Growing a vegetable garden in central Texas is a year-round affair. Crops are available according to their seasonal compatibility. Cool-season crops grow from Fall through early Spring, and warm-season crops grow from Spring through the first frost. The gardener’s dilemma is when to start seeds for each season. Here is a quick guide to finding the best time to start seeds in central Texas.
Classify your crops
To have a successful garden, every gardener should know the right season for each crop. Distinguishing between cool-season and warm-season crops is critical. After making a list of the desired crops to grow, part them into their respective seasons.
Mark the growing seasons on the calendar
The first and last frost dates mark growing seasons. Refer to the USDA growing zones to determine the dates for your specific area. The given dates are approximate and vary each year slightly.
In central Texas, the last frost date is the 1st of March, and the first frost date is the 30th of November. The cool season is between November and March, and the warm season is the other way around.
Know your seeds
Now that you decided what to grow and when to grow them, it is time to learn more about the seeds. The latter are not equal, and here is what to look for in a seed packet before starting it.
How long does it take to germinate?
The answers to these questions will help accurately determine the time to start seeds. For example, if the seed packet states that it takes 21 days to germinate, it means that during that time, the seed is still dormant.
Does it need soaking, stratification, or scarification to trigger germination?
Seeds with a hard coat need soaking or scratching before sowing to speed up germination. The same thing goes for seeds that need a thermal shock. Taking these procedures into consideration will help determine the actual start date.
Does it need to be started indoors or better to direct sow?
Some seeds are better sown directly into the ground for two reasons. First, for their fast germination time like beans; so there is no in starting them early. Second, some seedlings’ root systems, like squash, do not tolerate transplanting.
Start seeds on time
It is crucial to figure out the right time to start seeds. Starting too early or too late will compromise the production of your garden.
Starting seeds too soon leaves you with extra maintenance to keep the seedlings alive and healthy.
On the other hand, if you start seeds too late, you risk missing their growing season.
The last frost date for central Texas is approximately the 1st of March, marking the beginning of the Warm-season. This season’s crops are usually fast-growing, except for tomatoes, peppers, and eggplants that need some time to establish their root systems.
The standard rule is to start seeds six to eight weeks before the last frost date. Counting backward, starting from the 1st of March, you land on the first week of January. Remember that the seeds take one to two weeks to germinate, leaving you with six weeks of active growth.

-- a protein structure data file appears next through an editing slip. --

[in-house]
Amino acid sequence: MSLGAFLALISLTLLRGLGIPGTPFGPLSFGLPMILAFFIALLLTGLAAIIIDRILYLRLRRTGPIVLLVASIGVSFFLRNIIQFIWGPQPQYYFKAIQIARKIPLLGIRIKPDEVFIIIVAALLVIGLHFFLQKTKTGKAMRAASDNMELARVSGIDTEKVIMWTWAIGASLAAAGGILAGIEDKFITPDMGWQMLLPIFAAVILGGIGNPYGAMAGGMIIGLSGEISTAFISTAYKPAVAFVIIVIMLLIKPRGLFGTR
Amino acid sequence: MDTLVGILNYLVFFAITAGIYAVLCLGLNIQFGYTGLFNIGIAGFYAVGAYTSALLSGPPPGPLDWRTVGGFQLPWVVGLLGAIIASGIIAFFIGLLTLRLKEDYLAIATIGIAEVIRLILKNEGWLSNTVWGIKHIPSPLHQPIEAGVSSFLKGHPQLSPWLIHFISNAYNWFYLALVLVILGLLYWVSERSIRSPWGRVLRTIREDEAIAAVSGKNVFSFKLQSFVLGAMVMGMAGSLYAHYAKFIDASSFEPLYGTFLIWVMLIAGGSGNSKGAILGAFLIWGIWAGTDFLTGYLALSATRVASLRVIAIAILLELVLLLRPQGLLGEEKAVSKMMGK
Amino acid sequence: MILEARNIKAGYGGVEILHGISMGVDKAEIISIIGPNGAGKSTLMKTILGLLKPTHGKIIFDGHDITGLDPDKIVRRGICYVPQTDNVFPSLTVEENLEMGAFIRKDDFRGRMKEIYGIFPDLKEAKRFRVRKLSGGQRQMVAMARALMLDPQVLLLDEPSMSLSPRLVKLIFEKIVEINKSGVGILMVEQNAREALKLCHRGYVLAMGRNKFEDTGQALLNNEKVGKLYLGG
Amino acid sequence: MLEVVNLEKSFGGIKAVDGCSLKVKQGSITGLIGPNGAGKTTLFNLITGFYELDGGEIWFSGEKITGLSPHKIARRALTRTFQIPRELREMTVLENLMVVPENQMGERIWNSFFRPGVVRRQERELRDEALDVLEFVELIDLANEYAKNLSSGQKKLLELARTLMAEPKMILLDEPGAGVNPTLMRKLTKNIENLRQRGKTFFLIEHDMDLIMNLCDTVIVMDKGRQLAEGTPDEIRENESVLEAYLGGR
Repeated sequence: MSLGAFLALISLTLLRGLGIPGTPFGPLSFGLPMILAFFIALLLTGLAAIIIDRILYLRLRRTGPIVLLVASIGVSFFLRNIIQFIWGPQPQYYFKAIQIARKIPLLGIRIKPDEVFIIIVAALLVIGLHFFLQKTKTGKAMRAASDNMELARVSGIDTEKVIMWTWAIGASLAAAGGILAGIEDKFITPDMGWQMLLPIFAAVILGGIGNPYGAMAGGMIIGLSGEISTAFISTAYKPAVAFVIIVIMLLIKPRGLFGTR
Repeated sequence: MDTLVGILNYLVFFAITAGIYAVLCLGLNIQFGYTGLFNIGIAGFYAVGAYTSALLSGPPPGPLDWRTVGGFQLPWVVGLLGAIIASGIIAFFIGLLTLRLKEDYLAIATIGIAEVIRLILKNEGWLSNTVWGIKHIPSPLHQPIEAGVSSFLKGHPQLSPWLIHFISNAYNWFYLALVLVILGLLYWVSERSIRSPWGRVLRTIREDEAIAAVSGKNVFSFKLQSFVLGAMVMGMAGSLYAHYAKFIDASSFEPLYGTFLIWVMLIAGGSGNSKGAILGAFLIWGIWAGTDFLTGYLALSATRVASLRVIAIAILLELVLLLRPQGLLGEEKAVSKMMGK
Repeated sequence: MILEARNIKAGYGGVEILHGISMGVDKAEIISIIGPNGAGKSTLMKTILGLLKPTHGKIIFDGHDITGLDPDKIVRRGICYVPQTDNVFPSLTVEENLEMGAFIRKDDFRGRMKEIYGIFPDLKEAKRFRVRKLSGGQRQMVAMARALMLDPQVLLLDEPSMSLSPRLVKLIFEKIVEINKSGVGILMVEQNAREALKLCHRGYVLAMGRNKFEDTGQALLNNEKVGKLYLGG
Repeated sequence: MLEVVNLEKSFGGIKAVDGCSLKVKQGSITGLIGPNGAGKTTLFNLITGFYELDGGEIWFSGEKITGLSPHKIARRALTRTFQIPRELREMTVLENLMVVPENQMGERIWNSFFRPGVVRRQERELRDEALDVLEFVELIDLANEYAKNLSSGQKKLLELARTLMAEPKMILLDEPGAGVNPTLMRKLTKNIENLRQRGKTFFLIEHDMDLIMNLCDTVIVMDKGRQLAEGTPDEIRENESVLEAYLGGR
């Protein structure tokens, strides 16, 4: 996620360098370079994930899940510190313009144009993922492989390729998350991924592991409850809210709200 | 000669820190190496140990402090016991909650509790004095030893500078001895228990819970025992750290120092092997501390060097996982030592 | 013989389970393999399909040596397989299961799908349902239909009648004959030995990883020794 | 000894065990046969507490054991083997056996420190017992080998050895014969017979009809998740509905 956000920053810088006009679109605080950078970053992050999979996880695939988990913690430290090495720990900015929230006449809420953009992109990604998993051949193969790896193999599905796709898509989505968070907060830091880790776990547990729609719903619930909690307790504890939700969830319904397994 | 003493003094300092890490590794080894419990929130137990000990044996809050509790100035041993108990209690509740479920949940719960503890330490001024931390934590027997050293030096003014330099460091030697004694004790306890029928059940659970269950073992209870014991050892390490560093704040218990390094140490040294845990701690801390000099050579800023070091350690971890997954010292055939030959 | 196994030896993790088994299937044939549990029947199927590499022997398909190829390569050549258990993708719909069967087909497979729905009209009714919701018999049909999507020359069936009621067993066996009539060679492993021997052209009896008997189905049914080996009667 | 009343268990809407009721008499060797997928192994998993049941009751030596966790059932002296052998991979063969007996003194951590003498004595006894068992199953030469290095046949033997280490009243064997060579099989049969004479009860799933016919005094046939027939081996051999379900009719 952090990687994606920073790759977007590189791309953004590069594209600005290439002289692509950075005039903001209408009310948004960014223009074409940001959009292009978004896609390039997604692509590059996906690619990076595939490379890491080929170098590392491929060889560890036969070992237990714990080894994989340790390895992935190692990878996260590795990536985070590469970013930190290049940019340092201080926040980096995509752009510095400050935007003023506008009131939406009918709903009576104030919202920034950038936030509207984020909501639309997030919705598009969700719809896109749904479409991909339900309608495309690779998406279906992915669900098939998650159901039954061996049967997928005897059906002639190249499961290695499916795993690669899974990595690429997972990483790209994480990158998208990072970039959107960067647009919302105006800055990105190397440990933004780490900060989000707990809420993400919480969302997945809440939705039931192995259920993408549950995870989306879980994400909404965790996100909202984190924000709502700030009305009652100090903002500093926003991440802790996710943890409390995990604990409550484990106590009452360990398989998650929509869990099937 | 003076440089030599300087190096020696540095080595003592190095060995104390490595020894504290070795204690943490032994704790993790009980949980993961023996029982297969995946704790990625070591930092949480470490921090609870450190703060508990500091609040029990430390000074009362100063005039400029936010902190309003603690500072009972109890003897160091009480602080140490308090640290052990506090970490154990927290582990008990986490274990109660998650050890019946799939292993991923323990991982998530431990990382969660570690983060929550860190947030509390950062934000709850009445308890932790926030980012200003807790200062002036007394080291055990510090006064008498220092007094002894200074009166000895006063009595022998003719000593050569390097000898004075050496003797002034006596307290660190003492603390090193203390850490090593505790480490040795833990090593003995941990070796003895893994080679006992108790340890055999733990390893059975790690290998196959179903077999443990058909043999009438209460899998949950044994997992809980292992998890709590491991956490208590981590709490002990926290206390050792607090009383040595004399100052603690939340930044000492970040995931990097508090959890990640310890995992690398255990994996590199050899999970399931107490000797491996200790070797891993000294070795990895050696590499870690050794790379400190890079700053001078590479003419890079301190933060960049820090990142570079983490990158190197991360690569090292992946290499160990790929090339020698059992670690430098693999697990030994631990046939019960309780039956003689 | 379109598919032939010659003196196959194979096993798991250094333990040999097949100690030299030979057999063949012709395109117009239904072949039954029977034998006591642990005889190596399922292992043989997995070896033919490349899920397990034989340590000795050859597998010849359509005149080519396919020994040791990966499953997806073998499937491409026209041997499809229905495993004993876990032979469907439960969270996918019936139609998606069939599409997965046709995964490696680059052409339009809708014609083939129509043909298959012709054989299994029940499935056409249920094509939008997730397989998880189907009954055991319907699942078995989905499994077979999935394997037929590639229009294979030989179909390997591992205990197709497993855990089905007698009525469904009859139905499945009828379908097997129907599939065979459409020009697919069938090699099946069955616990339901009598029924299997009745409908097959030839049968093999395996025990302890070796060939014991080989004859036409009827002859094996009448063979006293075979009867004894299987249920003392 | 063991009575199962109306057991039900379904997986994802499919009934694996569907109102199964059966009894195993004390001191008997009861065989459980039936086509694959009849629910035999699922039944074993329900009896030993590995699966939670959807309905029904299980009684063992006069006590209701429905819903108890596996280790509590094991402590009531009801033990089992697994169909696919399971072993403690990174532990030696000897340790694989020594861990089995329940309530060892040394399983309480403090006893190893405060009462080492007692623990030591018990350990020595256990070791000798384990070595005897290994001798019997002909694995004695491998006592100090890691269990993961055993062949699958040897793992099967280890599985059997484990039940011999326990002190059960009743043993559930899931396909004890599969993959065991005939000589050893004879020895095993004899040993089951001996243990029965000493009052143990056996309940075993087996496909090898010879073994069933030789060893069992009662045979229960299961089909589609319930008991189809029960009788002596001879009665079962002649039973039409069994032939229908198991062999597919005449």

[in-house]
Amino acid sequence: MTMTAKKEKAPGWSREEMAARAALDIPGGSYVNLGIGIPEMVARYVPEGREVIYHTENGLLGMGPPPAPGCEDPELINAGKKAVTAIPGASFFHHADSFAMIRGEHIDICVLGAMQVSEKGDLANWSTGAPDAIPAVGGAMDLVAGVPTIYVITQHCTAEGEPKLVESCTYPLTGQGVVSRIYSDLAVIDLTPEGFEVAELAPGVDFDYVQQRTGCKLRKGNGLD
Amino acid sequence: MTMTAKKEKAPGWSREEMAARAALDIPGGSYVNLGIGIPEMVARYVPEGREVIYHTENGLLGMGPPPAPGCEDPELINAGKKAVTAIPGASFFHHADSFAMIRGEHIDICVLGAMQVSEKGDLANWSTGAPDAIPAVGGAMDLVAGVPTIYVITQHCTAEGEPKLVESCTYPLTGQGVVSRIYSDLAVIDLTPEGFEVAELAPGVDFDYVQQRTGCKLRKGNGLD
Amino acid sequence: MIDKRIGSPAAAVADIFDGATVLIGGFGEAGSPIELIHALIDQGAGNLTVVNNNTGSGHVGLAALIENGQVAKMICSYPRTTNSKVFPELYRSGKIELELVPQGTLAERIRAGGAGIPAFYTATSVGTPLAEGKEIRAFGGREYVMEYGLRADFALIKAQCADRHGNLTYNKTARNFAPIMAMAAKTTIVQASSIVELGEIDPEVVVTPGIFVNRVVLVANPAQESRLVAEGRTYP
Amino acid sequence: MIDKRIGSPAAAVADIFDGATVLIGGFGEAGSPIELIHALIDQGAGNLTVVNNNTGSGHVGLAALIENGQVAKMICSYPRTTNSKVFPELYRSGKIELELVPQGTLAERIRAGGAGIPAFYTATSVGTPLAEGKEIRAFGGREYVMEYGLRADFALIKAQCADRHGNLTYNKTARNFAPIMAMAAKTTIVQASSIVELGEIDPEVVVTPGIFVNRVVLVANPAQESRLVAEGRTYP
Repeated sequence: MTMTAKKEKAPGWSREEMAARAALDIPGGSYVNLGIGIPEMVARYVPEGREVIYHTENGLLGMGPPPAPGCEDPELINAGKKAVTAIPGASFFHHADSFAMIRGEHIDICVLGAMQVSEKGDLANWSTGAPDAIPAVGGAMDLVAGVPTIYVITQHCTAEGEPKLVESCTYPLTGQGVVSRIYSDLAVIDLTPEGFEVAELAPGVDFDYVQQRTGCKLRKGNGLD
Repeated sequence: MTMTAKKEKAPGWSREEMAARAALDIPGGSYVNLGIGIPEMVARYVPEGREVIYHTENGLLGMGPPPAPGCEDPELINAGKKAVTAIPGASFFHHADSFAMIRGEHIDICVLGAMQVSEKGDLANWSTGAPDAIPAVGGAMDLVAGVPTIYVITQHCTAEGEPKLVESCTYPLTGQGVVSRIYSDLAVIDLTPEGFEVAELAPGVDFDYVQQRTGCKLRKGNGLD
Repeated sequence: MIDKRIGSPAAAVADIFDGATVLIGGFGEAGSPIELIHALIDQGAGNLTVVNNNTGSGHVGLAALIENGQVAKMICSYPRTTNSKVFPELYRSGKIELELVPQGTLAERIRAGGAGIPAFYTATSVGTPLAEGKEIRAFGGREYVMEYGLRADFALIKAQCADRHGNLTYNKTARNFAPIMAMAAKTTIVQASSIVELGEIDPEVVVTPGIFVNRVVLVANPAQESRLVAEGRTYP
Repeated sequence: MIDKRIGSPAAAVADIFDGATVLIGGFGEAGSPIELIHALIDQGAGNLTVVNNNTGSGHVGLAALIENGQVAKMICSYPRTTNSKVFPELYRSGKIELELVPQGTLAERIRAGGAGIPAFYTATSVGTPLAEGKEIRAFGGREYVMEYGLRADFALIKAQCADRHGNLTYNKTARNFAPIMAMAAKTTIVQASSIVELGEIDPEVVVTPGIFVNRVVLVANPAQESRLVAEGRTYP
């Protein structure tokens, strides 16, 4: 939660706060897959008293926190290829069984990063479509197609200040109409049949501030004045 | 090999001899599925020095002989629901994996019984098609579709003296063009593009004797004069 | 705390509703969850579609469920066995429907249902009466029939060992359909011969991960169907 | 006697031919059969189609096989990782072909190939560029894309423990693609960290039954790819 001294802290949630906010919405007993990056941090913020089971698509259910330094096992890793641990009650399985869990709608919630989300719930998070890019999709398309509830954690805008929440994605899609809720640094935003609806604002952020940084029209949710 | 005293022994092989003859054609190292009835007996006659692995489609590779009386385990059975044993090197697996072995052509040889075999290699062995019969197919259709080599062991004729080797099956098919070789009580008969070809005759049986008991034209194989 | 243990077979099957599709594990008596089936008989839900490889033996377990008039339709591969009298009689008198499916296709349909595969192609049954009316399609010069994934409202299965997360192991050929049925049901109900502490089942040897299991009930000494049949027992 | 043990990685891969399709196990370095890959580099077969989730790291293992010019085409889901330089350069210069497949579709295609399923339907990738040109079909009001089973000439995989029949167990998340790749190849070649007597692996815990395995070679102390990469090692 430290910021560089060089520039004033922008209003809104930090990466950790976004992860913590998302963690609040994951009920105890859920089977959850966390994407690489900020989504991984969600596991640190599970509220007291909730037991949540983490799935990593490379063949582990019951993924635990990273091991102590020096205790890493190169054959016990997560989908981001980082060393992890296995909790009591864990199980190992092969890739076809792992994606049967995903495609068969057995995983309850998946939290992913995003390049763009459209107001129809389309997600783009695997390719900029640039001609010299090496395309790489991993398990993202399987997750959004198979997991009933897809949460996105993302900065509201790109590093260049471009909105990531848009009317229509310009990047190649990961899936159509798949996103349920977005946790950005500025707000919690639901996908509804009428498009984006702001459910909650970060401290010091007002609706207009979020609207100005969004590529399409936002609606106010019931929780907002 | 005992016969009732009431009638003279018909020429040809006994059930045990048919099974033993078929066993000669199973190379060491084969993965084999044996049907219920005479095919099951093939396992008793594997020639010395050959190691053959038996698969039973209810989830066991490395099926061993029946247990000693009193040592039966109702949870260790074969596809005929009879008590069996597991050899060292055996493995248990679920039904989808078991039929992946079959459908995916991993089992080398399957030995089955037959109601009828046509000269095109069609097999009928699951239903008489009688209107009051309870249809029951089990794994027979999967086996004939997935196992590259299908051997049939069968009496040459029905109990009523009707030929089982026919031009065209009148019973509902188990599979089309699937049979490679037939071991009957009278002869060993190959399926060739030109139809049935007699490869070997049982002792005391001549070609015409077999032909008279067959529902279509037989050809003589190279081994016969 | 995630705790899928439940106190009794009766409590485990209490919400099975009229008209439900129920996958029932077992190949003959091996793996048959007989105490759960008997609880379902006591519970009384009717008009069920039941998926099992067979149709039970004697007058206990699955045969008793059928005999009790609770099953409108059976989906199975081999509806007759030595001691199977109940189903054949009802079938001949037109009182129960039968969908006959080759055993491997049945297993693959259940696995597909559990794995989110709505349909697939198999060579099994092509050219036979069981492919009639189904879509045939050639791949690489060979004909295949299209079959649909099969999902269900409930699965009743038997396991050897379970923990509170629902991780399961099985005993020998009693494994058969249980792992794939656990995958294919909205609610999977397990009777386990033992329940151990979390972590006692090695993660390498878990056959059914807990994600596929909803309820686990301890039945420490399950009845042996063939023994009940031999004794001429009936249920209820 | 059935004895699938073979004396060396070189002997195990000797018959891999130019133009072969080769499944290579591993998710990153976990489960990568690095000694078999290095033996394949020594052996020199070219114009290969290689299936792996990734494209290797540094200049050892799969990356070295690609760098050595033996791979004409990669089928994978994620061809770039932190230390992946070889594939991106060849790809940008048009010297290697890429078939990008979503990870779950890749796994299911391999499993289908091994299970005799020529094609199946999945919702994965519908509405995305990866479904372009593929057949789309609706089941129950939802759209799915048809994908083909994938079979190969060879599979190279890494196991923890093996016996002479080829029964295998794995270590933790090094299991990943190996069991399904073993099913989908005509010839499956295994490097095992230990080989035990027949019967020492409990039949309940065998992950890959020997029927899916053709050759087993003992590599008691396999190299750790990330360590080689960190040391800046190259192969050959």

Squash, beans, and cucumbers are fast to germinate and grow. Therefore, the recommendation is to sow them directly on the ground. T e only reason you would do otherwise is to get a head start on the season or to avoid predators from getting them.
If you decide to start squash, cucumbers, or bean seeds indoors, do so three weeks before the planting date. These crops are very cold-sensitive, so temperatures should be above 55F (12C). You can start them indoors right on the last frost date day.
Contrary to the warm-season crops, most cool-season crops need to be started indoors. There are two reasons why you should start them indoors early. First, their maturity time is much longer due to short days. S cond, Texas summers tend to linger through November, delaying planting time. T e good news is that most of them are quick to germinate, taking between three to seven days.
The first frost date for central Texas is the 30th of November. Count backward six weeks, and you land in mid-October. Unless you have heat-tolerant varieties, avoid starting seeds earlier than mid-September. Otherwise, you will end up with stunted growth leading to mediocre production.
Some crops are not grown from seeds, such as potatoes, garlic, leeks, and onions (most of the time). These have fixed planting dates that gardeners follow.
Potatoes have two growing times in central Texas: one in February and another in August.
Garlic is a cool-season crop that takes a long time from planting to harvest. Plant garlic in central Texas starting October through November. It needs cool winter days to form the cloves. Harvest takes place in late Spring or early summer.
Most gardeners prefer to grow onions and leeks from starts that they get from a nursery. In that case, planting time is after the winter solstice. Texas onions are short-day varieties, which means they get eight to ten hours of daylight. If you plant them sooner, the days short may stunt them. If you plant them later, there is not much time left for them to grow more once summer heat settles in.